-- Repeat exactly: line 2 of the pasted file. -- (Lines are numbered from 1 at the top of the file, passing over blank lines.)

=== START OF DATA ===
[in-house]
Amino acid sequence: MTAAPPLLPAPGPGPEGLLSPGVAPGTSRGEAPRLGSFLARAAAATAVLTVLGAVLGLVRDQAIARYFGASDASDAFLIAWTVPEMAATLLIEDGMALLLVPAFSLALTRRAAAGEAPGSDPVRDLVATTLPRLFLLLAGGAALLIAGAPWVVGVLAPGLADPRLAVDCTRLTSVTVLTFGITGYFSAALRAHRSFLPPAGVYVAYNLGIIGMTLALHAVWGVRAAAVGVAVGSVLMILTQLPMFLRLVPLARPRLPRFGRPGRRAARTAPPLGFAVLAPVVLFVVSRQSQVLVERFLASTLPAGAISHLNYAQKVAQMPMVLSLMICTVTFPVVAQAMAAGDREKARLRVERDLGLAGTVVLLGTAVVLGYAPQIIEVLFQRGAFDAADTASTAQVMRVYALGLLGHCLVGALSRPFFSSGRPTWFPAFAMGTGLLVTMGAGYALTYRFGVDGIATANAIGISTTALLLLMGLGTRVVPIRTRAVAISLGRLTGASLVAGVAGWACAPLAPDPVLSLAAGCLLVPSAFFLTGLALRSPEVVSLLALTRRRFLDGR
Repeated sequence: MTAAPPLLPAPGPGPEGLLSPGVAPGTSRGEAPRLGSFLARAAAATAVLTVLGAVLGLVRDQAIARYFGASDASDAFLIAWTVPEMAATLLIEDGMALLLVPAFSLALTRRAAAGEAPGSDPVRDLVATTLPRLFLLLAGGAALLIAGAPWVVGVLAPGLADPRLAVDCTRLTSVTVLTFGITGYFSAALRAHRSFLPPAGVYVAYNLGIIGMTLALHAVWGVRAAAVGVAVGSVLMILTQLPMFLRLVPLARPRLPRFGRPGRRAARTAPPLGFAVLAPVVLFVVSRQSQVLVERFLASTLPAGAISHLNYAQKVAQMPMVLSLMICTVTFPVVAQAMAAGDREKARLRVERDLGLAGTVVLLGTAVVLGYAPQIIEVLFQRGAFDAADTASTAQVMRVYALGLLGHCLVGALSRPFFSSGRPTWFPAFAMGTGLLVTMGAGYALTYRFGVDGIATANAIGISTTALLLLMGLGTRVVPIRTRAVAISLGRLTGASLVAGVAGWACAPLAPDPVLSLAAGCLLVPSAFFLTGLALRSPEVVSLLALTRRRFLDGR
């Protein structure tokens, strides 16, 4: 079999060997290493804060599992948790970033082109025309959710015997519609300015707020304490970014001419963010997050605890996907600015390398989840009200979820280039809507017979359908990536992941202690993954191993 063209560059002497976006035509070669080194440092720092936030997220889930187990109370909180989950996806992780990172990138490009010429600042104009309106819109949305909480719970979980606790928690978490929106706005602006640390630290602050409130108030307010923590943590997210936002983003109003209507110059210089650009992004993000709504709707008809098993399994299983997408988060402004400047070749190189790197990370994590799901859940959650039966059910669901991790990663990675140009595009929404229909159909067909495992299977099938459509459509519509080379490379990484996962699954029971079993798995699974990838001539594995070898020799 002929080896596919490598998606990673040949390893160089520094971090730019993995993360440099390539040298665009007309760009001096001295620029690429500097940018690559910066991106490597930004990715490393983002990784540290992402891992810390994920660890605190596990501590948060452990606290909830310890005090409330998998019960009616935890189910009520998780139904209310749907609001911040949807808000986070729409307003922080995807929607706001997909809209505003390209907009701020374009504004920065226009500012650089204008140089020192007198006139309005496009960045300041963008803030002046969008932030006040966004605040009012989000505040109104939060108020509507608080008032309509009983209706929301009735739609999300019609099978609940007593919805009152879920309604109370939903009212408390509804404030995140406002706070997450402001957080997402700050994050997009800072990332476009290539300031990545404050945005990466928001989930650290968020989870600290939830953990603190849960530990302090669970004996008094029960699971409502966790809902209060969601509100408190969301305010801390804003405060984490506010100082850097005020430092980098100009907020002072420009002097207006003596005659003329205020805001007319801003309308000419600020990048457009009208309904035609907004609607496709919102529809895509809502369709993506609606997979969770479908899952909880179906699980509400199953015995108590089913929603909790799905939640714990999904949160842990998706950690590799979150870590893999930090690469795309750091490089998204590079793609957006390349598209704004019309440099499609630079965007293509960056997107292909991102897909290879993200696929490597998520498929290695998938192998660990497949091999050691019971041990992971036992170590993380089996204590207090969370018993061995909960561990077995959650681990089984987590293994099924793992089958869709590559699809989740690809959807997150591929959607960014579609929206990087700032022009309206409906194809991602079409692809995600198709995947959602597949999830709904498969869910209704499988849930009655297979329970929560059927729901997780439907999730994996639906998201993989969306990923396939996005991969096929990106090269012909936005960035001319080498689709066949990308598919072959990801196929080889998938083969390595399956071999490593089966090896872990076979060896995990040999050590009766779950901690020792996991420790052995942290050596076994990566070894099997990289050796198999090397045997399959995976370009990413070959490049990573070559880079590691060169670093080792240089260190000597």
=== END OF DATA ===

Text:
Amino acid sequence: MTAAPPLLPAPGPGPEGLLSPGVAPGTSRGEAPRLGSFLARAAAATAVLTVLGAVLGLVRDQAIARYFGASDASDAFLIAWTVPEMAATLLIEDGMALLLVPAFSLALTRRAAAGEAPGSDPVRDLVATTLPRLFLLLAGGAALLIAGAPWVVGVLAPGLADPRLAVDCTRLTSVTVLTFGITGYFSAALRAHRSFLPPAGVYVAYNLGIIGMTLALHAVWGVRAAAVGVAVGSVLMILTQLPMFLRLVPLARPRLPRFGRPGRRAARTAPPLGFAVLAPVVLFVVSRQSQVLVERFLASTLPAGAISHLNYAQKVAQMPMVLSLMICTVTFPVVAQAMAAGDREKARLRVERDLGLAGTVVLLGTAVVLGYAPQIIEVLFQRGAFDAADTASTAQVMRVYALGLLGHCLVGALSRPFFSSGRPTWFPAFAMGTGLLVTMGAGYALTYRFGVDGIATANAIGISTTALLLLMGLGTRVVPIRTRAVAISLGRLTGASLVAGVAGWACAPLAPDPVLSLAAGCLLVPSAFFLTGLALRSPEVVSLLALTRRRFLDGR